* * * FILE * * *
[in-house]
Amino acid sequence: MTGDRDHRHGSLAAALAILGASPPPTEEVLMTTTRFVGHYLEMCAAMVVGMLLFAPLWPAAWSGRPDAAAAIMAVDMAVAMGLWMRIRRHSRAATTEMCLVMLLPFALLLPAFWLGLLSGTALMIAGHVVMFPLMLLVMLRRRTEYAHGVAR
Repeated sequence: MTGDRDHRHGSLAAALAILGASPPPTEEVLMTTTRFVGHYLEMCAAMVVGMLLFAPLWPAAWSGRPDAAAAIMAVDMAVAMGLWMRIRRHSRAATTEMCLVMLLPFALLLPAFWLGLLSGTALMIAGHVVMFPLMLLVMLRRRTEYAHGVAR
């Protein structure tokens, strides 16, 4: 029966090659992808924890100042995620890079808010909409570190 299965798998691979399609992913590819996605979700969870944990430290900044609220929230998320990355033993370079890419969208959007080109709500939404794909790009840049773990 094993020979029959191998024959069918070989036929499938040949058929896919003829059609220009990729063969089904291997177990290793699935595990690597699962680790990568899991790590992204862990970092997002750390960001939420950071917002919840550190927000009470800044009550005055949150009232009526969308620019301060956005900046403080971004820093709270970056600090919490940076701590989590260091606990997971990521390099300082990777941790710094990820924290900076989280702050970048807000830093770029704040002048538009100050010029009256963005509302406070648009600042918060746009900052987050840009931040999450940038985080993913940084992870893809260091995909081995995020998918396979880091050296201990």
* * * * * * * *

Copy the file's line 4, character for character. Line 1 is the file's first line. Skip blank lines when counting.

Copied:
């Protein structure tokens, strides 16, 4: 029966090659992808924890100042995620890079808010909409570190 299965798998691979399609992913590819996605979700969870944990430290900044609220929230998320990355033993370079890419969208959007080109709500939404794909790009840049773990 094993020979029959191998024959069918070989036929499938040949058929896919003829059609220009990729063969089904291997177990290793699935595990690597699962680790990568899991790590992204862990970092997002750390960001939420950071917002919840550190927000009470800044009550005055949150009232009526969308620019301060956005900046403080971004820093709270970056600090919490940076701590989590260091606990997971990521390099300082990777941790710094990820924290900076989280702050970048807000830093770029704040002048538009100050010029009256963005509302406070648009600042918060746009900052987050840009931040999450940038985080993913940084992870893809260091995909081995995020998918396979880091050296201990």